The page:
People who take popular heartburn drugs like Prevacid, Prilosec and Nexium are vulnerable to death from cardiovascular disease, chronic kidney disease (CKD) and upper gastrointestinal cancer, according to new research published in The BMJ. The drugs’ negative effects were most pronounced in those who were taking them long-term without a clear indication, even at low doses.
Senior author Ziyad Al-Aly, MD, and colleagues studied over-the-counter and prescription solutions for heartburn, acid reflux and ulcers—also known as proton pump inhibitors (PPIs)—because in the past they’ve been linked to health issues like dementia, bone fractures and pneumonia. Since they’re one of the most commonly used drug classes in the U.S., prescribed to upwards of 15 million Americans, adverse side effects could have wide-reaching implications.
“Identification of specific causes of death attributable to taking PPIs will inform the public about the risk of taking PPIs in the long term and could inform risk stratification, risk mitigation strategies and help shape the development of deprescription interventions to reduce unnecessary or un-indicated PPI use,” Al-Aly, an assistant professor at the Washington University School of Medicine in St. Louis, and co-authors wrote.
For their research, Al-Aly et al. sorted through de-identified medical records maintained by the U.S. Department of Veterans Affairs between 2002 and 2004. They pulled information for 157,625 patients who’d been newly prescribed PPIs and 56,842 people who’d been newly prescribed another class of acid-suppressants, H2 blockers (Zantac, Pepcid and Tagamet are a few brand-name examples).
After a decade of follow-up, the researchers identified a 17% increased risk of death in the PPI group compared with the H2 blocker group, with an excess 45 deaths per 1,000 people attributable to long-term PPI use. Death rates as a whole were 387 per 1,000 people for PPIs and 342 per 1,000 people for H2 blockers.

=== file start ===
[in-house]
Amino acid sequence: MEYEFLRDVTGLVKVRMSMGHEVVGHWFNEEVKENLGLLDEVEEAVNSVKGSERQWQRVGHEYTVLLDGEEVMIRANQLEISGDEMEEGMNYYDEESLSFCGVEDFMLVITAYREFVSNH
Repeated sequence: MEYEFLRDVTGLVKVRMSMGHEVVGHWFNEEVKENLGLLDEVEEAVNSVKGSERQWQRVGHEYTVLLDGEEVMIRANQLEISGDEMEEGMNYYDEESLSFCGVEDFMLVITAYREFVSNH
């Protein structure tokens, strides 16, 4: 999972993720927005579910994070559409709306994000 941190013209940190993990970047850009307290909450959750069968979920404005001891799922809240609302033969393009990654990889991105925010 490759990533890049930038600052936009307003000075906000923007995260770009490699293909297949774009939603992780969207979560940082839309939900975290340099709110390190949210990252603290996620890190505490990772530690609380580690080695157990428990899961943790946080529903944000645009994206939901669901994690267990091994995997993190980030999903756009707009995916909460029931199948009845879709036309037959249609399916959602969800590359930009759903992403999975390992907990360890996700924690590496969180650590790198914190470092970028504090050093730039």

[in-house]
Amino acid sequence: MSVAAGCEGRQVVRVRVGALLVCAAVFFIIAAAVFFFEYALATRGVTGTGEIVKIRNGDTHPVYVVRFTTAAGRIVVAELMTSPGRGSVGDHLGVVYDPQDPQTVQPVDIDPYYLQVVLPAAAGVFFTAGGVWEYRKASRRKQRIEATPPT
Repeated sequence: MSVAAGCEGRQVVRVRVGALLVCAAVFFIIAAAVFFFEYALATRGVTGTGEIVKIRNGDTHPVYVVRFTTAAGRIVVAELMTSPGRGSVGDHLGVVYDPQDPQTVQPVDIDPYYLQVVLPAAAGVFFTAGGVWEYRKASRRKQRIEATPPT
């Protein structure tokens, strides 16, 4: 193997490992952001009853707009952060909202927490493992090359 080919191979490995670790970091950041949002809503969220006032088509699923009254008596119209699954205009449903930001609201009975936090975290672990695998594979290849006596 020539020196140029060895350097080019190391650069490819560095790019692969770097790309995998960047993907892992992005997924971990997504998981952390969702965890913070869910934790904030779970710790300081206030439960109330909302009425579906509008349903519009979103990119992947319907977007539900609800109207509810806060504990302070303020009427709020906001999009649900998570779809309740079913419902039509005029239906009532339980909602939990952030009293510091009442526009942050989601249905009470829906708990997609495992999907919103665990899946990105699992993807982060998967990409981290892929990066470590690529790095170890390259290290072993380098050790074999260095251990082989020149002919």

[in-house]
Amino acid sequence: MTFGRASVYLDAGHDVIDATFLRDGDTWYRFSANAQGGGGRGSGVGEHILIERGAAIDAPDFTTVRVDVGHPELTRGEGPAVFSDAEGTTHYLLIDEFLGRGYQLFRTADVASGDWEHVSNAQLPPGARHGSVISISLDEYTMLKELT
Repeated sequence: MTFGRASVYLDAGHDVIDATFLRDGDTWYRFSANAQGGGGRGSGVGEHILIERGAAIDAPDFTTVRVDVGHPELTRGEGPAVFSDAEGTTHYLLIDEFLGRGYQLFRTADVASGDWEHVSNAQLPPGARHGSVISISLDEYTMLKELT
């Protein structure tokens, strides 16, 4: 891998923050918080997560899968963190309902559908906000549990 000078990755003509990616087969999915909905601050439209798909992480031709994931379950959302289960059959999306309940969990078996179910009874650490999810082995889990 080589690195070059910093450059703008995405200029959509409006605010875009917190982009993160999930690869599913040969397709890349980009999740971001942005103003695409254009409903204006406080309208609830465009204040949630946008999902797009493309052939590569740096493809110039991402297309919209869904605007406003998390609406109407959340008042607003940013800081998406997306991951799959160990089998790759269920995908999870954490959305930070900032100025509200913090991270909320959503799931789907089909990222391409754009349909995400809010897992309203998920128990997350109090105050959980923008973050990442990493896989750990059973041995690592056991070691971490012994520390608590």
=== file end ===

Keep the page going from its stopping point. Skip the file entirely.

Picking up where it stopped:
The authors said that among people who took PPIs, 38.7% of deaths were related to circulatory system diseases, 28.6% to neoplasms, 13.8% to genitourinary system diseases and 9.3% to infectious and parasitic diseases. Analyses by subcauses of death revealed new use of PPIs was associated with excess mortality from CVD and CKD.
Patients who took PPIs but did so without a medical need—which was more than half of the PPI population—saw the highest death rate from PPI-related causes. In that subset of patients nearly 23 people per 1,000 died of heart disease, 5 per 1,000 died from CKD and 3 per 1,000 died from stomach cancer. Risk seemed to increase with longer-term use of the drugs, even if they were taken at low doses, as was the case for 80% of users.
“Overuse of proton pump inhibitors is not devoid of harm,” Al-Aly and Yan Xie, a biostatician at the Department of Veterans Affairs St. Louis Health Care System, wrote in a BMJ blog. “The totality of the results suggests the need to avoid proton pump inhibitors when not medically indicated; for those who have a medical indication for PPIs, use should be limited to the lowest effective dose and shortest duration possible.”
Al-Aly et al.’s work has reportedly drawn interest from the U.S. FDA, according to the University of Washington.
“PPIs sold over the-counter should have a clearer warning about potential for significant health risks, as well as a clearer warning about the need to limit length of use, generally not to exceed 14 days,” he said in a release. “People who feel the need to take over-the-counter PPIs longer than this need to see their doctors.”